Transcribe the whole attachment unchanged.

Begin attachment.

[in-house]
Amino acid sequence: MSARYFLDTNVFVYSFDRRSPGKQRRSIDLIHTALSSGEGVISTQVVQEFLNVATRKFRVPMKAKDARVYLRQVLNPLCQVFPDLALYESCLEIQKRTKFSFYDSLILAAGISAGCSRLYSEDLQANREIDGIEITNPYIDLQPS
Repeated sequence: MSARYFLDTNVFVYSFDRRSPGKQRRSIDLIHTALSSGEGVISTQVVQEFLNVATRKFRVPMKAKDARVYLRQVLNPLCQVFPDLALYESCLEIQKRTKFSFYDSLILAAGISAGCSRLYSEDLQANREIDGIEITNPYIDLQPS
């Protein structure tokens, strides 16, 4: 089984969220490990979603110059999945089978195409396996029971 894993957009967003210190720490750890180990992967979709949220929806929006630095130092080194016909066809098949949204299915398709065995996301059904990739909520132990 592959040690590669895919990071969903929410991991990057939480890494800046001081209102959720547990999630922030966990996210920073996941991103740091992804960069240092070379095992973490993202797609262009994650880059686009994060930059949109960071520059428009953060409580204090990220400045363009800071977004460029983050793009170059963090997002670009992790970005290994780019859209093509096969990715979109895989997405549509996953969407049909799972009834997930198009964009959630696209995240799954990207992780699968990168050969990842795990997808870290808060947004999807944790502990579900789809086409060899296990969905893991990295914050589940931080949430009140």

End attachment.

[in-house]
Amino acid sequence: MSARYFLDTNVFVYSFDRRSPGKQRRSIDLIHTALSSGEGVISTQVVQEFLNVATRKFRVPMKAKDARVYLRQVLNPLCQVFPDLALYESCLEIQKRTKFSFYDSLILAAGISAGCSRLYSEDLQANREIDGIEITNPYIDLQPS
Repeated sequence: MSARYFLDTNVFVYSFDRRSPGKQRRSIDLIHTALSSGEGVISTQVVQEFLNVATRKFRVPMKAKDARVYLRQVLNPLCQVFPDLALYESCLEIQKRTKFSFYDSLILAAGISAGCSRLYSEDLQANREIDGIEITNPYIDLQPS
């Protein structure tokens, strides 16, 4: 089984969220490990979603110059999945089978195409396996029971 894993957009967003210190720490750890180990992967979709949220929806929006630095130092080194016909066809098949949204299915398709065995996301059904990739909520132990 592959040690590669895919990071969903929410991991990057939480890494800046001081209102959720547990999630922030966990996210920073996941991103740091992804960069240092070379095992973490993202797609262009994650880059686009994060930059949109960071520059428009953060409580204090990220400045363009800071977004460029983050793009170059963090997002670009992790970005290994780019859209093509096969990715979109895989997405549509996953969407049909799972009834997930198009964009959630696209995240799954990207992780699968990168050969990842795990997808870290808060947004999807944790502990579900789809086409060899296990969905893991990295914050589940931080949430009140």